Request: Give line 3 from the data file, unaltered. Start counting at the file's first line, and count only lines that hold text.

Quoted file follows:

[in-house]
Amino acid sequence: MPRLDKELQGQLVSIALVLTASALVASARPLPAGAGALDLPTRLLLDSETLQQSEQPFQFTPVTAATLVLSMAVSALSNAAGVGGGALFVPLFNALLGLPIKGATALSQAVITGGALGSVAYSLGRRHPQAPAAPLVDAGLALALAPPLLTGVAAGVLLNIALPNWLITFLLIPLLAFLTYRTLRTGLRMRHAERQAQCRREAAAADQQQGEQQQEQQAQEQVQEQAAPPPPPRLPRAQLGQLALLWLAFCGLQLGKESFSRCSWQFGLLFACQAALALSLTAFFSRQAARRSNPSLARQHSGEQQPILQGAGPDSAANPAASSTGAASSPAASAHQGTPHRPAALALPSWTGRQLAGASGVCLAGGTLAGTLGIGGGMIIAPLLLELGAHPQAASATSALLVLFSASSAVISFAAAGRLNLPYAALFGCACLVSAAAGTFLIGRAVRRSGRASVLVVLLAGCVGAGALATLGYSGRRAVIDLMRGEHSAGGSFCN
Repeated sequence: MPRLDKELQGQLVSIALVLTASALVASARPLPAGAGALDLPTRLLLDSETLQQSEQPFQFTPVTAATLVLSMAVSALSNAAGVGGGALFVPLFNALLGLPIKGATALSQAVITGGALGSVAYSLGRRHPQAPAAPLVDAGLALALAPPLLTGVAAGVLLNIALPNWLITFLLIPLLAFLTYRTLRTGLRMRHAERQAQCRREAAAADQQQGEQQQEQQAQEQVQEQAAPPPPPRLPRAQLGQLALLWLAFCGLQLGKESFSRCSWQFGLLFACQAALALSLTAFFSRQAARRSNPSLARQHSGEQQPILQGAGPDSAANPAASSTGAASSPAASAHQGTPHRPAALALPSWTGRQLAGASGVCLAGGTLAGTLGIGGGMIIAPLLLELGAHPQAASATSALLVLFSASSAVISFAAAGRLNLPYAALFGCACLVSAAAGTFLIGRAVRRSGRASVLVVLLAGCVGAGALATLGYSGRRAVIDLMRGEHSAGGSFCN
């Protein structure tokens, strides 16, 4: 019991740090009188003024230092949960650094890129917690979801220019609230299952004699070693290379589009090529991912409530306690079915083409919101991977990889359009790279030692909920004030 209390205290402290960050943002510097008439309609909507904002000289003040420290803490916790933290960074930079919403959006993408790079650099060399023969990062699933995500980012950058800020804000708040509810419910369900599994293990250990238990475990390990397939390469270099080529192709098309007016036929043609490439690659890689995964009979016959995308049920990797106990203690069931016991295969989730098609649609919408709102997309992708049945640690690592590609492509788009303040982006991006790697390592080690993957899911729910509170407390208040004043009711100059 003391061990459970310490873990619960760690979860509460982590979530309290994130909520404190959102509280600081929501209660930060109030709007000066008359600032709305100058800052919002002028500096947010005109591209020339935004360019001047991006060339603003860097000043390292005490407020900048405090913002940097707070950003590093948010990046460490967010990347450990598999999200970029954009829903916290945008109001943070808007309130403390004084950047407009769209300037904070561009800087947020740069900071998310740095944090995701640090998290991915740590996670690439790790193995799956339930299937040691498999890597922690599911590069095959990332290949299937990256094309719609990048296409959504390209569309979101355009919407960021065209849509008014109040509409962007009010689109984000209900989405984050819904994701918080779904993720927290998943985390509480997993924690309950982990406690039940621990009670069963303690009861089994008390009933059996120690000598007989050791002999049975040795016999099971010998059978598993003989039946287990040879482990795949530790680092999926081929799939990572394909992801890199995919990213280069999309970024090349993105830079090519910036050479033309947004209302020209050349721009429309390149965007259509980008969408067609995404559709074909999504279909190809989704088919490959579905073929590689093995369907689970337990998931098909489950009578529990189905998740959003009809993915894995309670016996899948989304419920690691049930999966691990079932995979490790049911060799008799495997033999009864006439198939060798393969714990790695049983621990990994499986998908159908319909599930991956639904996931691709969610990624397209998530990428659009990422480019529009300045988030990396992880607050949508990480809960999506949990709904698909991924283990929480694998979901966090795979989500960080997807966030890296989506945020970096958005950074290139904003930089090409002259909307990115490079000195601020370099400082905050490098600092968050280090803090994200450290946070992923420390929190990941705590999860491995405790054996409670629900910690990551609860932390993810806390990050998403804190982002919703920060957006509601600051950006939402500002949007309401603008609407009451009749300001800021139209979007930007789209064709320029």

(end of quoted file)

Repeated sequence: MPRLDKELQGQLVSIALVLTASALVASARPLPAGAGALDLPTRLLLDSETLQQSEQPFQFTPVTAATLVLSMAVSALSNAAGVGGGALFVPLFNALLGLPIKGATALSQAVITGGALGSVAYSLGRRHPQAPAAPLVDAGLALALAPPLLTGVAAGVLLNIALPNWLITFLLIPLLAFLTYRTLRTGLRMRHAERQAQCRREAAAADQQQGEQQQEQQAQEQVQEQAAPPPPPRLPRAQLGQLALLWLAFCGLQLGKESFSRCSWQFGLLFACQAALALSLTAFFSRQAARRSNPSLARQHSGEQQPILQGAGPDSAANPAASSTGAASSPAASAHQGTPHRPAALALPSWTGRQLAGASGVCLAGGTLAGTLGIGGGMIIAPLLLELGAHPQAASATSALLVLFSASSAVISFAAAGRLNLPYAALFGCACLVSAAAGTFLIGRAVRRSGRASVLVVLLAGCVGAGALATLGYSGRRAVIDLMRGEHSAGGSFCN